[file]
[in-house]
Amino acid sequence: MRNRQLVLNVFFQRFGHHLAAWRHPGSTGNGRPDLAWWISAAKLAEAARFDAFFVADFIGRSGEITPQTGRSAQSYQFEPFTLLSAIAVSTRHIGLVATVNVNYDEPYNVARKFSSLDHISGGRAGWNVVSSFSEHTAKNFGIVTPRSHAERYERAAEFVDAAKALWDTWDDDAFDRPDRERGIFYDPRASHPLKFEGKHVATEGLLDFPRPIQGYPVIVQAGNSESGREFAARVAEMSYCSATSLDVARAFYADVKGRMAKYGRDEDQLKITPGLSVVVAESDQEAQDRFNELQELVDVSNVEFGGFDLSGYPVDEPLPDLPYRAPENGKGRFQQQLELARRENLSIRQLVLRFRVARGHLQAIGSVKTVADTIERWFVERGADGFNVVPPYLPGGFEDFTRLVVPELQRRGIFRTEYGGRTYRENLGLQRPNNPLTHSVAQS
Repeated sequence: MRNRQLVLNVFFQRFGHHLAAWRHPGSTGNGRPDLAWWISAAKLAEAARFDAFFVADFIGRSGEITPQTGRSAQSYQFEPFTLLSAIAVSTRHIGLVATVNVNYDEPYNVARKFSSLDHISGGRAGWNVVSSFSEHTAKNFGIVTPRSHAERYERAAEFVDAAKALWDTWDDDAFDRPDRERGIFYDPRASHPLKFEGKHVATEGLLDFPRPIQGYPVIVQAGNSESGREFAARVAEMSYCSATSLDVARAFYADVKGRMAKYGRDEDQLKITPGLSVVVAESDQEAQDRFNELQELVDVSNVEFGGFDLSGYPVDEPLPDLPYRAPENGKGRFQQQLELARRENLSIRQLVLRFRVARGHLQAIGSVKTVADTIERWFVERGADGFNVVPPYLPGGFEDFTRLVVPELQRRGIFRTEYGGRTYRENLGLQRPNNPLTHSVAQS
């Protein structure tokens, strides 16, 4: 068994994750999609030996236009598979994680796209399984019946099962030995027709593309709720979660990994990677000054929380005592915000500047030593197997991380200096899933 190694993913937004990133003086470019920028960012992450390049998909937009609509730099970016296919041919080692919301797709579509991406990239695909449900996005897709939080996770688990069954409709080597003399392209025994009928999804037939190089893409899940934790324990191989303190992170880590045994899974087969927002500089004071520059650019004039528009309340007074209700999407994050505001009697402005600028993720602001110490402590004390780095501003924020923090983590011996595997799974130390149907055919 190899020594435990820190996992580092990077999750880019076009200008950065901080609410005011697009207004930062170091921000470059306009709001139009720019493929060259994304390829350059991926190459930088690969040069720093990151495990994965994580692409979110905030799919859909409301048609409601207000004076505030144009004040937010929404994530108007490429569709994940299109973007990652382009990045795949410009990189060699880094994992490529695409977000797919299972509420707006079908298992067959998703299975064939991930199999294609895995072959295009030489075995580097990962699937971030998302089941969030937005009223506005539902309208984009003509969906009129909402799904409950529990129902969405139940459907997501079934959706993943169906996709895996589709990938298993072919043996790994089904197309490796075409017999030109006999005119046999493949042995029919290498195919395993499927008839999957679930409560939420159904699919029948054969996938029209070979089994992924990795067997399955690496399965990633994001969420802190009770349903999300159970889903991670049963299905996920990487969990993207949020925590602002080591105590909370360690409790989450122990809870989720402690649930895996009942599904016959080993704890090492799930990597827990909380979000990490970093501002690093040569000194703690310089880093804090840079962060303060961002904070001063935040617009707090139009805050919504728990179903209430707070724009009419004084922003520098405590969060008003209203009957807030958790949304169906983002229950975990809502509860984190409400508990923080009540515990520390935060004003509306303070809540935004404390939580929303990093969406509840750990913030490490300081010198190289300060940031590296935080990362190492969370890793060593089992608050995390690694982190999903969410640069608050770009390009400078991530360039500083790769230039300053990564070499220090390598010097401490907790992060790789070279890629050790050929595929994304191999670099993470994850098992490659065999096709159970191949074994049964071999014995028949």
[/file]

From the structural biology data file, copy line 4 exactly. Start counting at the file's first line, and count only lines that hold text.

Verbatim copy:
């Protein structure tokens, strides 16, 4: 068994994750999609030996236009598979994680796209399984019946099962030995027709593309709720979660990994990677000054929380005592915000500047030593197997991380200096899933 190694993913937004990133003086470019920028960012992450390049998909937009609509730099970016296919041919080692919301797709579509991406990239695909449900996005897709939080996770688990069954409709080597003399392209025994009928999804037939190089893409899940934790324990191989303190992170880590045994899974087969927002500089004071520059650019004039528009309340007074209700999407994050505001009697402005600028993720602001110490402590004390780095501003924020923090983590011996595997799974130390149907055919 190899020594435990820190996992580092990077999750880019076009200008950065901080609410005011697009207004930062170091921000470059306009709001139009720019493929060259994304390829350059991926190459930088690969040069720093990151495990994965994580692409979110905030799919859909409301048609409601207000004076505030144009004040937010929404994530108007490429569709994940299109973007990652382009990045795949410009990189060699880094994992490529695409977000797919299972509420707006079908298992067959998703299975064939991930199999294609895995072959295009030489075995580097990962699937971030998302089941969030937005009223506005539902309208984009003509969906009129909402799904409950529990129902969405139940459907997501079934959706993943169906996709895996589709990938298993072919043996790994089904197309490796075409017999030109006999005119046999493949042995029919290498195919395993499927008839999957679930409560939420159904699919029948054969996938029209070979089994992924990795067997399955690496399965990633994001969420802190009770349903999300159970889903991670049963299905996920990487969990993207949020925590602002080591105590909370360690409790989450122990809870989720402690649930895996009942599904016959080993704890090492799930990597827990909380979000990490970093501002690093040569000194703690310089880093804090840079962060303060961002904070001063935040617009707090139009805050919504728990179903209430707070724009009419004084922003520098405590969060008003209203009957807030958790949304169906983002229950975990809502509860984190409400508990923080009540515990520390935060004003509306303070809540935004404390939580929303990093969406509840750990913030490490300081010198190289300060940031590296935080990362190492969370890793060593089992608050995390690694982190999903969410640069608050770009390009400078991530360039500083790769230039300053990564070499220090390598010097401490907790992060790789070279890629050790050929595929994304191999670099993470994850098992490659065999096709159970191949074994049964071999014995028949």